- Alan Gettis, Ph.D., author of the award-winning book The Happiness Solution: Finding Joy And Meaning in an Upside Down World
"Fasten your seat belt as you're drawn into the Benson family's desper ate struggle to manage their eighteen-year-old daughter's terrifying plunge into a world where the line between rationality and madness is often blurred - the world of bipolar disorder. I highly recommend this book. It will challenge, educate, and most importantly, it will inspire you."
- Dr. Joseph J. Luciani, bestselling author of Self-Coaching: The Powerful Program to Beat Anxiety & Depression
"What would it be like to be part of a family in which the teenage daughter begins to exhibit wild mood swings that are finally diagnosed as bipolar disorder? By entering the interiors of this young woman, her mother, father, sister, and boyfriend, Karen Winters Schwartz's novel Where Are the Cocoa Puffs? takes the reader on that roller coaster with insight and sympathy for all. Spending time with this family will be a comfort to those who have had similar experiences and it will deepen the compassion of those who haven't. The novel accurately portrays the complexities and strain of living with someone who has a mental illness, but it also offers hope as a result of the medical world's increasing understanding of biochemical imbalances in the brain."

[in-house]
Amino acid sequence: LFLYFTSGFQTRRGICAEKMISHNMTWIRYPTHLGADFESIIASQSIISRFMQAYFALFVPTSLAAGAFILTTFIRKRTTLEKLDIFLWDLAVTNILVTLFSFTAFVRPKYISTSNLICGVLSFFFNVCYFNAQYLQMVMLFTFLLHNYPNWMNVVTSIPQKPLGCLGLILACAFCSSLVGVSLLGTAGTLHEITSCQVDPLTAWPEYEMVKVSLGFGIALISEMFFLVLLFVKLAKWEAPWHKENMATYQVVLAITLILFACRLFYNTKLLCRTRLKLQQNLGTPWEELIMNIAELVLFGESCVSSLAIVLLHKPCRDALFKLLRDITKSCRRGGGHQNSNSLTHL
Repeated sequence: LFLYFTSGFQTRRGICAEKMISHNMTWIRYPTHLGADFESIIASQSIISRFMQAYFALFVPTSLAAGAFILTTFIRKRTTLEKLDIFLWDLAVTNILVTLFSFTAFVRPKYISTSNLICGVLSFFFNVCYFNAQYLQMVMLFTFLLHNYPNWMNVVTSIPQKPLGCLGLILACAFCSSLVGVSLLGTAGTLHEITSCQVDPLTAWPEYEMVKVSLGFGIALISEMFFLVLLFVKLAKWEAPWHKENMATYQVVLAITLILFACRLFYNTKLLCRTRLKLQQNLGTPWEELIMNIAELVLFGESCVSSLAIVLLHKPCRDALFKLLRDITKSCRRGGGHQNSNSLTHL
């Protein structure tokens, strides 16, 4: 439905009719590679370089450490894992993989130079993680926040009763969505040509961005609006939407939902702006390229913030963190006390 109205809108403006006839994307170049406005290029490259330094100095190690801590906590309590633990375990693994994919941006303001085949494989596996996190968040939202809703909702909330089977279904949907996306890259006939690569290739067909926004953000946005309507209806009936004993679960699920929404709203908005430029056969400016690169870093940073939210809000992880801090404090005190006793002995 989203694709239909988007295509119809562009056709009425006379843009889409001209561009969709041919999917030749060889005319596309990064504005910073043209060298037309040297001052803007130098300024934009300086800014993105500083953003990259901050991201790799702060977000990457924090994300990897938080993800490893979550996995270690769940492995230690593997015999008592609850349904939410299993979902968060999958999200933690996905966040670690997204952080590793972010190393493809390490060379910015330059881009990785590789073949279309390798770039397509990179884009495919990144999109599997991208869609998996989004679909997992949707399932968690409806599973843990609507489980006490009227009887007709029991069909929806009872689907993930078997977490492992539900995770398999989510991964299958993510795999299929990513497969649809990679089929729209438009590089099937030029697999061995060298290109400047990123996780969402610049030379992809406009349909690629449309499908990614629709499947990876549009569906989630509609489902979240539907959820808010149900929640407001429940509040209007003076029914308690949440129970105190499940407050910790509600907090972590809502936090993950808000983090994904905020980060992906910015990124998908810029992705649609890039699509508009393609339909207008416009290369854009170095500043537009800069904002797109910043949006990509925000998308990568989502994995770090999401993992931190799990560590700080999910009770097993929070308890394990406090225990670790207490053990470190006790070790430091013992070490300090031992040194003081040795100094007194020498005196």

- Ginnah Howard, author of Night Navigation
"Where Are the Cocoa Puffs? is a tragic tale of a family besieged by per haps the most insidious of all diseases. It is one of those rare reads that can teach us something about the trials faced by those attempting to live with or support loved ones with mental illness, while also teaching us something about ourselves. It is a story of betrayal and anguish, of coming to terms with loss and accepting alternatives all of us should pray we never suffer. If you already know how arduous living with mental disorders can be, you owe it to the author to read this book. She has given your cause a beautiful voice-a fine example of the perseverance and will required to love someone so afflicted. But if you only think you know the trials and tribulations endured by those poor souls, you owe this read to yourself."
- Donald R. Dempsey, author of Betty's Child